It was around 11pm when I left my house with a 1 hour trip ahead until I met the yet to be named Make A Game team. Having memorized half of the list of possible themes, I spent the little I could of brain waves keeping my car on the road, and tried to think of quick game mechanics suited for a 72 hour game development.
I was the last of the team to arrive; I met some new faces and joined in on the ready up ritual. There were still 3 hours until the official LD #21 theme to be revealed, so we started throwing ideas around, writing them down on our white boards and linking them to similar themes.
The awaited hour finally came, and the Escape theme was victorious. We quickly (and sleepily) gathered around one whiteboard and started discussing our previous ideas, along with new ones. Among them, the Survival Tetris game was highly praised. For some dumb reason, I went to my computer and searched if someone already had done such a thing. It existed, and in two quite different forms. In one you only controlled a stick figure, and in the other you controlled both pieces and a round character. We were bummed out.
It was late, our two hours of brainstorming didn’t end with a winning idea, as we decided to go to sleep at 5am.
As each of us woke up, we agreed that we needed to go forward with one of our ideas. We were wasting too much time thinking of a game to make rather than making one. Our most solid idea was our twist on the Tetris game. We didn’t know it yet, but we would have a lot of fun developing it.
Our game isn’t Tetris. It might look like it, and use some of its rules, but you wouldn’t play it like Tetris. Actually it would be a bad idea if you managed to complete and erase lines, because it would be a setback from your objective, which was to save a non playable character from something dangerous at bottom of the screen. You’d be making steps with Tetris pieces so that character can climb to its safety.
Initially we took inspiration from the idol scene in Indiana Jones, the game’s character would be in the central chamber of some ancient temple, and removing said treasure from its pedestal would trigger a huge spiked cylinder that would try and crush you from below. The whole temple would start to crumble, and the character would use the falling debris to escape being grinded to death.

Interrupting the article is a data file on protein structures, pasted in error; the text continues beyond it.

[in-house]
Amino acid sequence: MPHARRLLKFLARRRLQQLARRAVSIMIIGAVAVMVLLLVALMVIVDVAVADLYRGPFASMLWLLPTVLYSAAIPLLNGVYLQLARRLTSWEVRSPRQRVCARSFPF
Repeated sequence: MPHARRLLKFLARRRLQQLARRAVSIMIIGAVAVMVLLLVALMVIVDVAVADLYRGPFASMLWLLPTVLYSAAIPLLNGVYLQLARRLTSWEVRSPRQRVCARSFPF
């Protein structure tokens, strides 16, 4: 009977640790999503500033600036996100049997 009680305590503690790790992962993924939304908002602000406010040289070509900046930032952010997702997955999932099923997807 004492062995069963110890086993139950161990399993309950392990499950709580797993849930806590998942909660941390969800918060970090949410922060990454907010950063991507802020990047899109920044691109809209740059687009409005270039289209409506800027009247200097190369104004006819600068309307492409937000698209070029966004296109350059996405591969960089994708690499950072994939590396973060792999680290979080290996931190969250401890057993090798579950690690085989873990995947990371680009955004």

Eventually we started thinking on different treasures and dangers, even on a feature to allow custom tilesets. Though we weren’t glad with the default spiked cylinder danger, it would be easily animated but lacked something, like personality. The dinosaur mommy came into form, as did its egg. Our character changed from an Indy/Spelunker lookalike to a something akin of the great animal taunter Steve Irwin.
Goodnight Sweet Prince
What Went Right
– Great references
We wanted a quick and fun arcade experience, and for that we had to make the player to play it fast. There had to be a rhythm that could match the speed the loop of which the pieces would appear on screen and drop down.
Every time we had some doubts on how to replicate that feeling, we’d turn to the current best example of a fast paced arcade game: Pacman CE DX. That game has so many small but important details that can be easily overlooked, from the music to the gameplay feedback. And we used it as our way to resolve impasses.
For the art style, we were constantly leaning over the shoulder of Spelunky. We loved the way Derek Yu can mask the mosaic nature of tilesets and we tried to apply what we learned from his work on that game.